Landing Page Copy: The Write Stuff

There’s an expression my dad used to say while I was growing up, usually when talking about my hockey abilities: “You can’t shine a hockey skate.” While I now proudly admit that I can hit a hockey puck (provided there’s not a 16 stone defense man on my tail), he did have a point – no matter how much “fine tuning” you do, if the thing itself is sub-par then no amount of minor adjustments are going to bring it up to speed.

Landing pages are the same way. Despite all the tips and tricks for “effective color schemes” and “conversion-creating layouts”, if the copy on your landing pages sucks then it’s going to be hard to draw a sale / lead. Not to fear, though – listen up close for some of the easiest things you can do to turn your bland copy into something even Shakespeare might not skim.

Keep it relevant. Time after time, companies lose customer after customer because the landing page they arrived at isn’t consistent with the ad they clicked. Think about this from a customer point of view – imagine taking a bite of what you thought was a ham sandwich and tasting ice cream instead. Even though both your ad (the ham) and the landing page (the ice cream) might be tasty individually, if customers are “jostled” from their expectations they may just spit out your food and try a new sandwich all together. Make sure that your landing page copy uses the same words, phrasings, and, if possible, the same fonts as the ad that leads to it.

Keep it short. Hey, so I’ve got this great product here, you’re really gonna like it, no seriously, it’s the perfect thing for you and I know you’ll love it because of all the – see how annoying that is? Your landing page isn’t the time to practice your small talk (you’re already plenty good at that, judging from last night’s date), and for every extra word you draw your customers away from converting and closer to checking their watch. If you can’t make it through your landing page without having to get yourself a snack, it’s probably too long. When in doubt, go for bullet points over paragraphs, and use bolding/colors to highlight the important stuff.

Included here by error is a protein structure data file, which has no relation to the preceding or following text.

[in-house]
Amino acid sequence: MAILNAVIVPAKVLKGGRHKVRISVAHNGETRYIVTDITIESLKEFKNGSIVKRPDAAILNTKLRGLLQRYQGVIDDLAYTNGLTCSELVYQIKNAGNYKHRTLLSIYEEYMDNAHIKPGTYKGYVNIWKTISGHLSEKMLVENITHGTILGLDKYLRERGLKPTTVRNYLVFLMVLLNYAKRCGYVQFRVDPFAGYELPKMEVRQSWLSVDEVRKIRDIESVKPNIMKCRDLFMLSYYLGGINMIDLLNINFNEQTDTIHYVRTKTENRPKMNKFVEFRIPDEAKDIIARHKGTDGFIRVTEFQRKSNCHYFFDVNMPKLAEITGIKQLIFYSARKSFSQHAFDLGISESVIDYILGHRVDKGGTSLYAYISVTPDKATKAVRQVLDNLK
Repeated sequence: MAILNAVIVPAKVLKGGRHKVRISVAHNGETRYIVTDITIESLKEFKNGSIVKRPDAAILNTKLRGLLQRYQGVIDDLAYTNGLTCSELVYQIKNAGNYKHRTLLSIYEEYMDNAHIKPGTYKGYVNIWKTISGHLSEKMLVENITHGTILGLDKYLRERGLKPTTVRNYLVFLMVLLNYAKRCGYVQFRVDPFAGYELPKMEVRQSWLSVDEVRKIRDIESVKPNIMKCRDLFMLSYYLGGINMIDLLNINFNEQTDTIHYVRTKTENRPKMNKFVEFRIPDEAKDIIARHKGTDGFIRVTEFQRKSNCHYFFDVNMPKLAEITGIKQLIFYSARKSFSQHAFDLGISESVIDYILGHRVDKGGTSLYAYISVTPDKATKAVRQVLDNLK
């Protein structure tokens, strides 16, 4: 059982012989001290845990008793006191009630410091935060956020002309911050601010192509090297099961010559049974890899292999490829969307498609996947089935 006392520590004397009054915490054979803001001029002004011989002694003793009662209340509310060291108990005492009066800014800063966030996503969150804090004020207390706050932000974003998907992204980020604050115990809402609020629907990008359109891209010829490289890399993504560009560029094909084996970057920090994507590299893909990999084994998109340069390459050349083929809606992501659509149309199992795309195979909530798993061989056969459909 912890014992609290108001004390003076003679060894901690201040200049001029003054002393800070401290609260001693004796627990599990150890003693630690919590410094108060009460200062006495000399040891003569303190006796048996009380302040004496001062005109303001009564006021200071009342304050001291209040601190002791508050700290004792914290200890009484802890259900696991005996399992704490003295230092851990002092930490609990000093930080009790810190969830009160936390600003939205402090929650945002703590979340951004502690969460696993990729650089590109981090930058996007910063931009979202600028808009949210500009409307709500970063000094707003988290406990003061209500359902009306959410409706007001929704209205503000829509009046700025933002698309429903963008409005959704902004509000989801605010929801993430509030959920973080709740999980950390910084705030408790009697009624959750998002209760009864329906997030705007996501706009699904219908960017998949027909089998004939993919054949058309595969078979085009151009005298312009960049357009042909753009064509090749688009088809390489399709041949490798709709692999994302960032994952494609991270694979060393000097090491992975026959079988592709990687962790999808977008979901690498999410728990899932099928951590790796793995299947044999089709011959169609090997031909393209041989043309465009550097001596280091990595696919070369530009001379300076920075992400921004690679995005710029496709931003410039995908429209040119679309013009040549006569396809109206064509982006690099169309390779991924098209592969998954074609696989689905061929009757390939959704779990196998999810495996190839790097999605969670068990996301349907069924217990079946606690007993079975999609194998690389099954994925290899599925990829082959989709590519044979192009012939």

Use “You” statements. As much as you might enjoy using the royal “We”, you’re impressing your potential customers less than you think. Landing pages should be making a direct connection with the visitor, not bragging about your company. Use phrases like “you will be able to…” or “The tool you’ve been looking for!” in order to position yourself as the friendly, likeable company that has all the right products.

When it really comes down to it, you can throw all the “landing page tips” out the window when matched up against quality copy. Since your writing is the primary way you’re going to communicate with your customers, make sure it reflects who you really are, and make sure it’s something that’s not a “snore-fest” when you read it. Best case scenario, have someone outside your office read through your landing pages. If they’re still awake by the end of it, you’re on the right track.

Leave a Reply

Your email address will not be published.